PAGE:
IFJ Welcomes India's Decision to Shelve Broadcast Code for Emergencies

The International

Federation of Journalists (IFJ) welcomes a clarification by Indian Prime

Minister Manmohan Singh that his Government has no immediate intention of

introducing a statutory code for broadcast news channels in designated

“emergency” situations.

 

India’s Ministry of Information and

Broadcasting (MIB) had reportedly prepared a code requiring news channels to

carry only pre-authorised content during situations notified as “emergencies”.

The issue became a serious concern with the MIB following the live coverage of

the November 26 attacks in Mumbai and the 60-hour siege of three buildings in

the city.

 

“The IFJ recognises the public

concerns that have arisen about the live coverage of such attacks,” Jacqueline

Park, IFJ Asia-Pacific Director,

said.

 

“But the IFJ’s view is that India’s

broadcast media is stepping up to the challenge of self-regulation and will evolve

a satisfactory code of conduct even for such extraordinary situations.”

 

Official compulsions clashed with

the unfettered right of broadcasters on several occasions during the Mumbai

coverage. On the evening of November 28, as the Mumbai siege approached the

48-hour mark, police ordered all channels to cease live coverage. This

apparently was because a Hindi news channel established live phone contact with

the gunmen who had commandeered one of the three buildings.

 

The ban on live coverage was

quickly rescinded. But after the siege ended, the channel was issued a notice

demanding an explanation of its conduct. A committee of the upper house of India’s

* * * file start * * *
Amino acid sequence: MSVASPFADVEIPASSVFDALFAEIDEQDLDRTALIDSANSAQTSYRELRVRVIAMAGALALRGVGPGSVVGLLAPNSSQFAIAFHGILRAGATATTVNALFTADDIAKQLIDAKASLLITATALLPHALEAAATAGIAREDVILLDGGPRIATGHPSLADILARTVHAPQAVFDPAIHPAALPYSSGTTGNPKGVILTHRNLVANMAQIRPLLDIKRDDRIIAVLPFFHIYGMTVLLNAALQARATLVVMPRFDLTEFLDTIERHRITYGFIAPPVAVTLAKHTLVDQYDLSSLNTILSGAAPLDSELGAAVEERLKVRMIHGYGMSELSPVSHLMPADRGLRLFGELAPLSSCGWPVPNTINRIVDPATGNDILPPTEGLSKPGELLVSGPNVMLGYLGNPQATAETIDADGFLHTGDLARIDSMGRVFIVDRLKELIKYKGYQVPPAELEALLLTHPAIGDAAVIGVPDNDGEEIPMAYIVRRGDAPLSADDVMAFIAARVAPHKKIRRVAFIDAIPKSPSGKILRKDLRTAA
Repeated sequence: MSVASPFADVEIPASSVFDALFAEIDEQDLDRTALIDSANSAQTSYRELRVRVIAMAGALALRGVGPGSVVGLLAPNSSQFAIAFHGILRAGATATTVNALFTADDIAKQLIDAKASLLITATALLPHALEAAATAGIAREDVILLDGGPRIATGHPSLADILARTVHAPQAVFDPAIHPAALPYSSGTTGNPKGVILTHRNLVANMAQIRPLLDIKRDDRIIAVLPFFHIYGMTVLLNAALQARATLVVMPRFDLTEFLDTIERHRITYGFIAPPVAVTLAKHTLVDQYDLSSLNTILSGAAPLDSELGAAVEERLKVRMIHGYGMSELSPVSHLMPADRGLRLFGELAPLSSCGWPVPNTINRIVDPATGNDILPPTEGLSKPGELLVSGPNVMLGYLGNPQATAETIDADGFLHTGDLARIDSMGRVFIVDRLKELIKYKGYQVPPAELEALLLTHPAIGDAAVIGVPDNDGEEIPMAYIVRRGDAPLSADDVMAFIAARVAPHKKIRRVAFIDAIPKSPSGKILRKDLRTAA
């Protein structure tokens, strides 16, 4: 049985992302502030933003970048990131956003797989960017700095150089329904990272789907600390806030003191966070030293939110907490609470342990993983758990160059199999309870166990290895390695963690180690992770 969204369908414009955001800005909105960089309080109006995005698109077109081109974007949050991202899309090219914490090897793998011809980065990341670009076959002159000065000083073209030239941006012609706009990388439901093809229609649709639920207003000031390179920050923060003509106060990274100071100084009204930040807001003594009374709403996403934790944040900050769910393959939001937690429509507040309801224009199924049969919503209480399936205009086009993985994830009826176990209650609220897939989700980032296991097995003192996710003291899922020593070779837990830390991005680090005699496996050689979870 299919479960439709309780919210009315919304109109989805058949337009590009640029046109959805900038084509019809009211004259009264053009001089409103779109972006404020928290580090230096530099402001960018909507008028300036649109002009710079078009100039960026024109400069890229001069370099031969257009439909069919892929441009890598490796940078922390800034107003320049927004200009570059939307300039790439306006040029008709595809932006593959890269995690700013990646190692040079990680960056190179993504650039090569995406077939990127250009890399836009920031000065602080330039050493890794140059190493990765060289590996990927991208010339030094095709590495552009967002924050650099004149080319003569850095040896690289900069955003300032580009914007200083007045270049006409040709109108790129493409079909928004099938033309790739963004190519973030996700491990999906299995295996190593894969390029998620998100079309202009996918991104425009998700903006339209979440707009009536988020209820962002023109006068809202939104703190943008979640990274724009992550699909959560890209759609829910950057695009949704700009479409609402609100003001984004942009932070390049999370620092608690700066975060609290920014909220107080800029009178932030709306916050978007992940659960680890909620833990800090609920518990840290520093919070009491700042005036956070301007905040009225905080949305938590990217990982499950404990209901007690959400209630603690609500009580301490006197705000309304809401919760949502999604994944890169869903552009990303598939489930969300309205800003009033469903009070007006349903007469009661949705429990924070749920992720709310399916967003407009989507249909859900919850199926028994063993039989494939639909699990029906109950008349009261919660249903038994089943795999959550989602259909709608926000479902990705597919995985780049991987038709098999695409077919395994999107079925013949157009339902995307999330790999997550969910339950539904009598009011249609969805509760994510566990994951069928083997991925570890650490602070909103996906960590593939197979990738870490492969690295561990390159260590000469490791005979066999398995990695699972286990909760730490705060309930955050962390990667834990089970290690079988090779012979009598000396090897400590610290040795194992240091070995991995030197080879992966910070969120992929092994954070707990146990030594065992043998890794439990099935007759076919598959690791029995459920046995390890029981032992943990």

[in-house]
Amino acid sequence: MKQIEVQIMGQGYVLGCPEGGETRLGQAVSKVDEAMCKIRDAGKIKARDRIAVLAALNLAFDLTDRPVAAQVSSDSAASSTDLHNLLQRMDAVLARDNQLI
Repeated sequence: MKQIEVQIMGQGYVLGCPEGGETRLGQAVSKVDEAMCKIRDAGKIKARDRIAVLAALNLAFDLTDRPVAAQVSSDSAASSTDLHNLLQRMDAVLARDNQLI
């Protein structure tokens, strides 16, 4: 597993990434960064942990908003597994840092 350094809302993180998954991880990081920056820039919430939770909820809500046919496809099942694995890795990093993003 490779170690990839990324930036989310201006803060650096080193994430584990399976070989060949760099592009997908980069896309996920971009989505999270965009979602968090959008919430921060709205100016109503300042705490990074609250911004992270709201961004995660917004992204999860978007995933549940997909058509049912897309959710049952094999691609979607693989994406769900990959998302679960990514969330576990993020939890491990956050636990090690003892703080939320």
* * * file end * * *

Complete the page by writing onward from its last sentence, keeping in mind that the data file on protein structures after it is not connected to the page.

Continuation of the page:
Parliament called for statutory regulations on the media “in the larger

interest of society”, since it believed competition among news channels made

self-regulation a distant prospect.

 

India’s Chief Justice also commented

that the “symbolic impact of terrorist attacks” had been “considerably

amplified by the role of pervasive media coverage”. The “proliferation of

24-hour TV news channels and the digital medium” ensured that “disturbing

images and statements reach a very wide audience”. The Chief Justice said “unrestrained

coverage” may have the effect of “provoking anger amongst the masses” and fuelling

“an irrational desire for retribution”.

 

A consortium of India’s most

prominent news channels has since formulated a code of conduct for emergency

situations that emphasises the “public interest” as the vital touchstone.

 

The MIB nevertheless continued with its effort

to work out a statutory code and had reportedly drafted amendments to be

notified by ordinance to India’s

cable TV law.

 

“The Prime Minister’s clarification that the

law will not be put into operation is welcome,” Ms Park said. “But the IFJ urges

the broadcast industry to engage in a dialogue with the journalists’ community

and civil society to evolve a code that will serve the public interest in all

contingencies.”

 

For further

information contact IFJ Asia-Pacific

on +612 9333 0919

 

The IFJ represents

over 600,000 journalists in 122 countries